Even without legs, some cling on with leg-like features and tiny hooks
seeds suddenly seem like arthropods.

Spiky ‘leg’ hooks of seeds and arthropods. Excerpt from Legless Travel, 2018

Others fail to fall because they get stuck on their way down.
wasp in web — pine needles caught in resin of their own tree.


All there was left to do

was fall.

let go, drop down.

but it wasn’t as simple as that.

even when you fall you

can get stuck on your way down

caught in web, hover above void —

immobilised by sticky resin.

Do you fall or not?

is it because you get stuck on your way down, or because you have a crafty way of clinging on?

and which one is better? Sometimes it’s better to let go, even if it means you fall.

Need No Sustenance: Just Cicada Music and Apple Scents

A wish for transcending bodily needs?

Throughout history, humans have had interesting ideas about peoples that don’t need food to live.
They can just live off the scent of apples, or music.

just place the apple near your face, and sniff it.

just place the apple near your face, and sniff it.

This image comes from the fantastical travel stories of Jean Mandeville, which first circulated between 1357 and 1371. The first known edition is French; this is a Spanish edition. He claimed to really have encountered these apple-sniffing people, somewhere far, far away.

The cicada has also been a figure for thinking about living off music rather than food.

backyard cicada on silverbeet, Dunedin, New Zealand.

Socrates told a ‘functional myth’ about cicadas that explained observed characteristics, like their endless humming and buzzing, and apparent lack of any need for nourishment. I quote from Phaedrus, a dialogue between Plato and Socrates:

“The story is that once upon a time these creatures were men —men of an age before there are any Muses— and that when the latter came into the world, and music made its appearance, some of the people of those days were so thrilled with pleasure that they went on singing and quite forgot to eat and drink until they actually died without noticing it. From them in due course sprang the race of cicadas, to which the Muses have granted the boon of needing no sustenance right from their birth, but of singing from the very first, without food or drink, until the day of their death, after which they go and report to the Muses how they severally are paid honour among mankind and by whom….”

So, while this myth tells of a hybrid lineage from people to cicadas, it is more than just fantasy and comes from close attention to the natural world. Still, there is a myth within the myth. While it is true that some insects don’t need food in their adult lives (some moths for example), cicada adults can eat. They suck sap.

Only this empty husk, a cicada moult, is able to cling on to the tree without needing sustenance.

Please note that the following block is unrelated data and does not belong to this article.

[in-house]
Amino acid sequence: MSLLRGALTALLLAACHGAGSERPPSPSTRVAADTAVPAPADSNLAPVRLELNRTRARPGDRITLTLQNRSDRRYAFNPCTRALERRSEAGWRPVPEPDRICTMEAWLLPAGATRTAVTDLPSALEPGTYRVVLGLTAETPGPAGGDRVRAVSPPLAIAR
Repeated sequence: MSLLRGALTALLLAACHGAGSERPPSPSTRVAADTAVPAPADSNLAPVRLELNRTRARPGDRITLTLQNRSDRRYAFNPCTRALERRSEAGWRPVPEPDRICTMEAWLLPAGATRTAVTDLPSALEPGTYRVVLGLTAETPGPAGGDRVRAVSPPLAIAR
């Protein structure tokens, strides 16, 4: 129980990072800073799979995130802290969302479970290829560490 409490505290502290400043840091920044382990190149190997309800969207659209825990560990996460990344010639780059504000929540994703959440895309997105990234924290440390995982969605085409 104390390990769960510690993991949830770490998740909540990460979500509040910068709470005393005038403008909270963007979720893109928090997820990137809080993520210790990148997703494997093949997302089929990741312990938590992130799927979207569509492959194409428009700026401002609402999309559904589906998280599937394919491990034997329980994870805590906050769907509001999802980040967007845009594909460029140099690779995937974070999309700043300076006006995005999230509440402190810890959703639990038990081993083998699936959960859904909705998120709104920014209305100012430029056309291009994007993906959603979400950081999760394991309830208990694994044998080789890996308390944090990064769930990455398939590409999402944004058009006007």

Knights Bush, New Zealand


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Functional myths like the cicada myth are explored in David Abram’s book The Spell of the Sensuous (1996).

Dandelion: Fire Bird

Dandelions became another world when I looked at them close up.

I saw the fire bird.

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Ivan Bilibin (1876-1942). Illustration for  Contes de l'isba : Ivan-Tsarevich and the Firebird

Ivan Bilibin (1876-1942). Illustration for Contes de l'isba: Ivan-Tsarevich and the Firebird

The discovery of shared forms and colours.


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“The discovery of shared forms” is a way to post-anthropocentric thought. It’s is about seeing repeating patterns across scales, and recognising similarities in shape of seemingly disconnected entities. It draws human and nonhuman domains together, from human imaginations to flowers, insects, and beyond, and so it provides a way out of thinking of the “human-nature divide”. If you’re interested, check out Chapter 6 of King & Page’s book on posthumanism and the graphic novel.

Music for Moss and Mushrooms

In a previous post I explored ways to tell ‘creaturely’ stories through music and moving image.

How would this work for creatures that do not move much to the human eye? Can mosses and mushrooms, who seem so static at first glance, inspire ideas about sound and image, flow and rhythm?

Various people have thought musically about these lives. Silence and the barely perceptible are important notions. Moss expert Robin Kimmerer wrote in her book Gathering Moss:

Learning to see mosses is more like listening than looking. A cursory glance will not do it. Starting to hear a faraway voice or catch a nuance in the quiet subtext of a conversation requires attentiveness, a filtering of all the noise, to catch the music. Mosses are not elevator music; they are the intertwined threads of a Beethoven quartet.